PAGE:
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Joking About My CHD: The Positives and Negatives

Friday, June 07, 2013

By Becca Atherton

It's pretty obvious when you meet me that I am generally a happy person. People have told me more and more recently how they love my sense of humor and my attitude about life. I've learned through my life that laughter does help you feel better—which probably explains why I love comedies, whether it's a TV show or a movie.

When people make weird comments about my scar (like the lady who thought my scar was a drink I spilled on myself), I usually don't get offended—unless they are purposely trying to be rude—and instead, I laugh it off and find it amusing. I'll go home and I'll tell my family about the newest and weirdest comment. We find humor in some of the things people say. Because if I didn't do that, I could have a chip on my shoulder from all the things people have said to me. But when I laugh it off and get a kick out of the stupid things people say, it makes for great stories!

Now I know that this is a double-edged sword, my sense of humor about my health. When my health comes up for the first time with a new group of people, I make a few jokes about it. Such as “Oh yeah, my grandma who's in a wheelchair probably runs faster than me.” Or I tell them the story about my mom's cousin who told me I should get a pacemaker on both sides of my chest, so it would be like a breast implant. Funny stories.

And I tell them for a reason. I want these people who meet for the first time to feel comfortable with my health, and feel like they can ask questions without me getting sad or depressed about the topic. And another reason being, I don't want them to think that my health controls my life or that my health is all my life revolves around—because it doesn't. By using humor, I've noticed that people don't react as if my health is as big of a deal as they used to when I didn't always use humor for it.

With that being said, though... my health is a big deal to me and my family. I have almost died because of my health, more than once. And while I use laughter to help deal with what I'm going through, it really isn't a laughing matter.

Now I understand that I can't have the best of both worlds. I can't laugh about my health one minute and then the next expect people to know that it's not the right time to crack jokes. But more and more lately, it seems as if people make jokes or small comments when the topic isn't even being brought up.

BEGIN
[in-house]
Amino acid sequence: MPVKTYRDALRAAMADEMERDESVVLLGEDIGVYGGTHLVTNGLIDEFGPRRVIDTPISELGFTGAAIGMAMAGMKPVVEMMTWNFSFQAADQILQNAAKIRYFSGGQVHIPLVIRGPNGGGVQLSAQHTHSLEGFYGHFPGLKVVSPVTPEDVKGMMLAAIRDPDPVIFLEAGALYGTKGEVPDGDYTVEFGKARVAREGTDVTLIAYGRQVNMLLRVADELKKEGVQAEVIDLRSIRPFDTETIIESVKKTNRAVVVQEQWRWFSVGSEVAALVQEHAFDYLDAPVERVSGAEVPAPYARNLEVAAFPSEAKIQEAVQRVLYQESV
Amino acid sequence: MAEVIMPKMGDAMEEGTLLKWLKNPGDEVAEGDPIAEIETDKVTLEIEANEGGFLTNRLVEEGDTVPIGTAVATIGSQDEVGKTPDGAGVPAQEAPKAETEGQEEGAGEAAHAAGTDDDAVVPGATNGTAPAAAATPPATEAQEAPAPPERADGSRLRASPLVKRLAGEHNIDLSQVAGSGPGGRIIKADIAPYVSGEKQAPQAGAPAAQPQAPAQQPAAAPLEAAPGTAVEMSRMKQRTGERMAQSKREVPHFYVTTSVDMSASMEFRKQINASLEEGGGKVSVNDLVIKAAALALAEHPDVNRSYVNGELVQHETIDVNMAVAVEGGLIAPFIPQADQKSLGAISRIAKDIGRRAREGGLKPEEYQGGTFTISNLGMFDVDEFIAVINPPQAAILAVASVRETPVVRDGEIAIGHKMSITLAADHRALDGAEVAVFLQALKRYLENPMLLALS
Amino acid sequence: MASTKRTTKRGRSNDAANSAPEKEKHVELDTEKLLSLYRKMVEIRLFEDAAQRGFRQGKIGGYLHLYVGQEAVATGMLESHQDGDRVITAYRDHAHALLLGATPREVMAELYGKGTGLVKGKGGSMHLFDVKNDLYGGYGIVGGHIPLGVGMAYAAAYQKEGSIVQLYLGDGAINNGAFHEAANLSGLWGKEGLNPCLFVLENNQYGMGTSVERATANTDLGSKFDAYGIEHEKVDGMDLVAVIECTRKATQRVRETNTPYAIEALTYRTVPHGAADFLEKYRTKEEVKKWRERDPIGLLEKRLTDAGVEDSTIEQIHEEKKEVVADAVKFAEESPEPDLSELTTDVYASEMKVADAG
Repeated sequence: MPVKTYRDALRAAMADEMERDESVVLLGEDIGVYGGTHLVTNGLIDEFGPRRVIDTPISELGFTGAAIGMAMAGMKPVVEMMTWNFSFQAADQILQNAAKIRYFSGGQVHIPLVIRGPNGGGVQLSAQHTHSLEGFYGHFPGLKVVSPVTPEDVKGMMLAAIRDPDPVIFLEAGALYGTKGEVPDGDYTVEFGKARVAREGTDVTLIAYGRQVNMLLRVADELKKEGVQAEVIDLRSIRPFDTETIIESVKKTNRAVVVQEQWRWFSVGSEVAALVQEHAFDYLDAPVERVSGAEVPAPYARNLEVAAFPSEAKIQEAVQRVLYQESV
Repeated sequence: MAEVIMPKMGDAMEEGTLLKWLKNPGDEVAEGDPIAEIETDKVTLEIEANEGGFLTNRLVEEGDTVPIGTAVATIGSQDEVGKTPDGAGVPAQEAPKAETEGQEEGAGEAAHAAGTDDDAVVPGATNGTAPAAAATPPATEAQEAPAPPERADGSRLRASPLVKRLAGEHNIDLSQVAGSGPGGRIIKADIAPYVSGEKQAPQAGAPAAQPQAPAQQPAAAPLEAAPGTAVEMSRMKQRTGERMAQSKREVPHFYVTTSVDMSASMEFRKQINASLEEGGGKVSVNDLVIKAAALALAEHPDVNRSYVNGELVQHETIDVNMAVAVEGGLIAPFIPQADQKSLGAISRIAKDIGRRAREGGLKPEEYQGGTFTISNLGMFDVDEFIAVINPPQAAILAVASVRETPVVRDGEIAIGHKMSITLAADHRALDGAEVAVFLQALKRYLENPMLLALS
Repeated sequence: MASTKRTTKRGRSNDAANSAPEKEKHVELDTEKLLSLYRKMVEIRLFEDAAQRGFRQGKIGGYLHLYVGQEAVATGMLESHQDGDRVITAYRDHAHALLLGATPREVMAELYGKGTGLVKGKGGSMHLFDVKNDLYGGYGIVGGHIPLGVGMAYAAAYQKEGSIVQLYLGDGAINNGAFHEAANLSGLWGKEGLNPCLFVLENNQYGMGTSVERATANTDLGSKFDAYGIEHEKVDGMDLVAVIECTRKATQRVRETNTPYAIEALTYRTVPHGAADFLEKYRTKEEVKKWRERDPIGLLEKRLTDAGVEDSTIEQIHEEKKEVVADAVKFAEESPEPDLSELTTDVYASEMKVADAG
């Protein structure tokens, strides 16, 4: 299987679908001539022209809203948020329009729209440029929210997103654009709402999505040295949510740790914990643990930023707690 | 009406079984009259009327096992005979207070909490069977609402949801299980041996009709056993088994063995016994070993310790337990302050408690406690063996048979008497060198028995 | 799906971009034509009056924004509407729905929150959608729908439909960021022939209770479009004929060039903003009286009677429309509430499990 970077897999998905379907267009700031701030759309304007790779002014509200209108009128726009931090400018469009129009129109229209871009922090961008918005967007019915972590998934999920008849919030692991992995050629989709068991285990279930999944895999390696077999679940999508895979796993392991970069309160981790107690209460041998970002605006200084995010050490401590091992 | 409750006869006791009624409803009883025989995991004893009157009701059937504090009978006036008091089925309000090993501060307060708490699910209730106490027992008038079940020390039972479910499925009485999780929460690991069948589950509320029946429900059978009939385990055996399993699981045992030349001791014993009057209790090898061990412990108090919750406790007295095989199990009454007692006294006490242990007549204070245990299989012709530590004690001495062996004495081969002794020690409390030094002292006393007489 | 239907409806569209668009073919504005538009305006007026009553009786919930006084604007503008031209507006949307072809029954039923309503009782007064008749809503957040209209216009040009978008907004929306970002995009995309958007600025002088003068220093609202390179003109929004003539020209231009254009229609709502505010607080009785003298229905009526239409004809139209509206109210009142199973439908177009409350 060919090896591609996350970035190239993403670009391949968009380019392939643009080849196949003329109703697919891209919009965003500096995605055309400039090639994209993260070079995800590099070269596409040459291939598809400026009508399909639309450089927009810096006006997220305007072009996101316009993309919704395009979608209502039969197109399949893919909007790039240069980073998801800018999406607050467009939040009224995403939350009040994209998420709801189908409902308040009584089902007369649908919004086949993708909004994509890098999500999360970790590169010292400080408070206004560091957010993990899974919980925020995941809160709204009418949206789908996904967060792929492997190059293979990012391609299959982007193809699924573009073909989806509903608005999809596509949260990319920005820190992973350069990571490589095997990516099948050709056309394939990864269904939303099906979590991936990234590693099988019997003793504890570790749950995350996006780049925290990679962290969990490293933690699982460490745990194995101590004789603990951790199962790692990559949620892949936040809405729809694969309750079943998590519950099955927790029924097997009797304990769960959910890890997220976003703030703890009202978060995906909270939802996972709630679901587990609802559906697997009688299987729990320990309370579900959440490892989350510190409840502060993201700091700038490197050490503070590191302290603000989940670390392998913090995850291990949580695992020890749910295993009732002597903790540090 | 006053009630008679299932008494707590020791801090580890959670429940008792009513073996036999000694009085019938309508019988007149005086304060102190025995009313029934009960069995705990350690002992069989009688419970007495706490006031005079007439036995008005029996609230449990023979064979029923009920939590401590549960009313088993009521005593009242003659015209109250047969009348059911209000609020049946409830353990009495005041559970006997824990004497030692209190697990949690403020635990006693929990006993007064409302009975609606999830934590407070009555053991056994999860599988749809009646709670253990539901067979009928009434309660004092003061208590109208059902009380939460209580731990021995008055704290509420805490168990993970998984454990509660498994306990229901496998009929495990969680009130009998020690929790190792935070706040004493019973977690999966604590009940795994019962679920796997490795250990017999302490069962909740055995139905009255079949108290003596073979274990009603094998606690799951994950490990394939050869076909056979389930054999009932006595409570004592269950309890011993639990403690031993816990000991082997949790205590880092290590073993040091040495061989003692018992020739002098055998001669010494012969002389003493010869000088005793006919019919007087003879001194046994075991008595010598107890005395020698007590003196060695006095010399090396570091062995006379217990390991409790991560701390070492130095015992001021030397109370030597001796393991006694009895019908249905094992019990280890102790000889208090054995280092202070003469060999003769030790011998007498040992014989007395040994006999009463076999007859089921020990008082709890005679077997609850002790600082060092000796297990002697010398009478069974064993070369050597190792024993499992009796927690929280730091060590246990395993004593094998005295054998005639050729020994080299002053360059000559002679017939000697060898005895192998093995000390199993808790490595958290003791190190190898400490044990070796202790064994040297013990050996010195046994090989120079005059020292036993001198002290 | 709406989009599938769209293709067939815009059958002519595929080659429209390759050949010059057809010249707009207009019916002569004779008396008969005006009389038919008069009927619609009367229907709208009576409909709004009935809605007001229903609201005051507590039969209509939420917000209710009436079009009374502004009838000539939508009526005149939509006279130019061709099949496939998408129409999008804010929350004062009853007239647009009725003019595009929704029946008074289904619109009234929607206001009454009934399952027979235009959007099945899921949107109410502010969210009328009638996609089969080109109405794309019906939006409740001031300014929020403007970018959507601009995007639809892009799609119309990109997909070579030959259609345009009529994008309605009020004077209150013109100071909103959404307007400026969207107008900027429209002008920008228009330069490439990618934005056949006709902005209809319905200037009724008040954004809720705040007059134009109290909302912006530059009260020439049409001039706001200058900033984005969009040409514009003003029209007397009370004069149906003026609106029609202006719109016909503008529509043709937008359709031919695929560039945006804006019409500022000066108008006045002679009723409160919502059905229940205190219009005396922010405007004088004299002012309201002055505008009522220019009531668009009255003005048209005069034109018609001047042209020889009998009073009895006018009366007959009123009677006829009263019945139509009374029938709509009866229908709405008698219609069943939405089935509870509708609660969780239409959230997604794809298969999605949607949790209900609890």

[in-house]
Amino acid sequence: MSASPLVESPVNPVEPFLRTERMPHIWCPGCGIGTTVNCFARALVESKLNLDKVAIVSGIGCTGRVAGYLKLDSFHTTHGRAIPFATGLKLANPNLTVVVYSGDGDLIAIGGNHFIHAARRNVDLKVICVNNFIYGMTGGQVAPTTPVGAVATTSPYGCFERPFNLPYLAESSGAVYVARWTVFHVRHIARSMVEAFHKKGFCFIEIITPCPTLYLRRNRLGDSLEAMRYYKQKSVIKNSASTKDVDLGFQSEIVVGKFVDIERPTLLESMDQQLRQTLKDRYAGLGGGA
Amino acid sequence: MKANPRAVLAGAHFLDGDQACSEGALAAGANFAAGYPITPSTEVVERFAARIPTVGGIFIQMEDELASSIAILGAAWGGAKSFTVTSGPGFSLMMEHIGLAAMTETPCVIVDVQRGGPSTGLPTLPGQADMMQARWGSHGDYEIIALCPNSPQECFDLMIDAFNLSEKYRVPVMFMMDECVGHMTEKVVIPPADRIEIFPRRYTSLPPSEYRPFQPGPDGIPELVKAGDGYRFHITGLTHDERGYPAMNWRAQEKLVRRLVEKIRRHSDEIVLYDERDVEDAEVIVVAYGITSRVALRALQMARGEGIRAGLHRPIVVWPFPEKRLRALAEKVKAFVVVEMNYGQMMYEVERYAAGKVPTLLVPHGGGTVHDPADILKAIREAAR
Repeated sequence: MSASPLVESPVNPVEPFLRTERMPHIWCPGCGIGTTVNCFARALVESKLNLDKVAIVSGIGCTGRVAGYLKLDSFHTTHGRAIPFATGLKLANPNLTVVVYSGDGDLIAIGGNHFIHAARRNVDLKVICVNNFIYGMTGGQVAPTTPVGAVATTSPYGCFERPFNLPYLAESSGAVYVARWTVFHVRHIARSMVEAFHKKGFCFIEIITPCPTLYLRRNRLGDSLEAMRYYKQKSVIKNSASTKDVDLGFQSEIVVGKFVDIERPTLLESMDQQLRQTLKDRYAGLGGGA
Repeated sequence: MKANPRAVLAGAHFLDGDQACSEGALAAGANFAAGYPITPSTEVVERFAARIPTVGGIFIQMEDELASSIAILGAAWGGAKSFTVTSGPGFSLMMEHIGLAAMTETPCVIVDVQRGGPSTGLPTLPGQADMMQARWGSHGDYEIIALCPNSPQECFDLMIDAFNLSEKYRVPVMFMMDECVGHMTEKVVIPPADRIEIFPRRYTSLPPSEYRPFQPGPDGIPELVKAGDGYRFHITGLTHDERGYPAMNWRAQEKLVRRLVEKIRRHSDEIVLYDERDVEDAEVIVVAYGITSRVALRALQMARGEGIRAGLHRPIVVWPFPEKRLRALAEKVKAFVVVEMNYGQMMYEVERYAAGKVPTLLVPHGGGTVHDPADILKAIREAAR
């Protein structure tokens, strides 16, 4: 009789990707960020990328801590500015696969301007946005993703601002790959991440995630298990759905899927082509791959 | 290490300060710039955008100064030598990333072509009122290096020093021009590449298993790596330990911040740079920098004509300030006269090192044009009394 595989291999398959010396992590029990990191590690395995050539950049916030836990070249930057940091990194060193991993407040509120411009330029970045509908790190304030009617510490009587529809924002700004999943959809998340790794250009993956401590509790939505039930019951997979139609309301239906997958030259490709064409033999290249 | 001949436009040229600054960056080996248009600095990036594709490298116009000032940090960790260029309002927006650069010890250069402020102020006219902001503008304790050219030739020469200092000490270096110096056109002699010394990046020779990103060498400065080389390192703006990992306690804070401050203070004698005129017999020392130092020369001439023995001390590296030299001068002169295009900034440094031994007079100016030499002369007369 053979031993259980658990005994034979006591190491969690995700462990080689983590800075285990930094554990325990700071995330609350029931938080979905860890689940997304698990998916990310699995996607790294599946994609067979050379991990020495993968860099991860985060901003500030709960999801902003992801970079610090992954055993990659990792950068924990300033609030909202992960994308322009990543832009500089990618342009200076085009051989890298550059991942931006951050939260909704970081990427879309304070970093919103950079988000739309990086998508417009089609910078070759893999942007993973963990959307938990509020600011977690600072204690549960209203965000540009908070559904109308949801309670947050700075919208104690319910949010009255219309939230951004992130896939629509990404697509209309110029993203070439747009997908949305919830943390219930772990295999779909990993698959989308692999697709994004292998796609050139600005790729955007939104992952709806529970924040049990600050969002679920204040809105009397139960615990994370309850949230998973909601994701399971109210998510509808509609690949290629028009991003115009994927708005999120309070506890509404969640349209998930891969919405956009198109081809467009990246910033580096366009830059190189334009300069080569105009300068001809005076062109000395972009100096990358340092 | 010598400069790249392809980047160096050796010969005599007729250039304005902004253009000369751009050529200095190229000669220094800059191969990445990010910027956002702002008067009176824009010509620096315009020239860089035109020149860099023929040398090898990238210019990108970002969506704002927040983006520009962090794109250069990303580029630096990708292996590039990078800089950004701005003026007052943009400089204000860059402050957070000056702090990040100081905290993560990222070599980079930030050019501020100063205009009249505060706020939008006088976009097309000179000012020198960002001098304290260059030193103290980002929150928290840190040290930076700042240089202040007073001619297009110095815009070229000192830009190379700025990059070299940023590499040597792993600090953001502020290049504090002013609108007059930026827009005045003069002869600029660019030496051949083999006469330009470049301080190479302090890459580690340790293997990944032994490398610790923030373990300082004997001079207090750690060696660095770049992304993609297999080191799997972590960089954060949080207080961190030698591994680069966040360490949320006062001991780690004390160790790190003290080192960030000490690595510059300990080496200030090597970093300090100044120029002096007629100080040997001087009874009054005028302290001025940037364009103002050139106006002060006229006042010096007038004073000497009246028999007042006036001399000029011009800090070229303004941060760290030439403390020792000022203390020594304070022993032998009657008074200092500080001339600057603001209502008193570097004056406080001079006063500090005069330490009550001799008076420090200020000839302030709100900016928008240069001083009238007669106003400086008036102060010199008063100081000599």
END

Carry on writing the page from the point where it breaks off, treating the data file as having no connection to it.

I wonder if maybe people don't know what else to say to me. Or if maybe the lines were not drawn clearly enough? I don't mind jokes when the topic is actually being talked about, but when the topic is something entirely different, it seems a bit odd and not very considerate to not only bring it up but crack jokes about it.

And it also depends on the day and the joke. Some jokes are funny and some just leave me thinking, "Really? You find that funny?" Now that my health could possibly be getting worse again... that changes things and the jokes about my health become less funny.

I know that I've created some of this confusion as to “Which joke is OK?” and “When is it OK to joke?" and I take responsibility for that. I know that my friends are going to have to learn to take cues from me about when it’s an OK time to joke, and I won't mind helping them learn.

Thankfully, though, I know that my friends aren't trying to be rude or hurt me with their jokes. Maybe in their own way, they are trying to use humor to help themselves understand what is going on with me. Hopefully, we can all work together and learn how to go through all of this while laughing but not overstepping any lines.


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The opinions expressed by ACHA bloggers and those providing comments on the ACHA Blog are theirs alone, and do not reflect the opinions of the Adult Congenital Heart Association or any employee thereof. ACHA is not responsible for the accuracy of any of the information supplied by the ACHA bloggers.

The contents of this blog are presented for informational purposes only, and should not be substituted for professional advice. Always consult your physicians with your questions and concerns.

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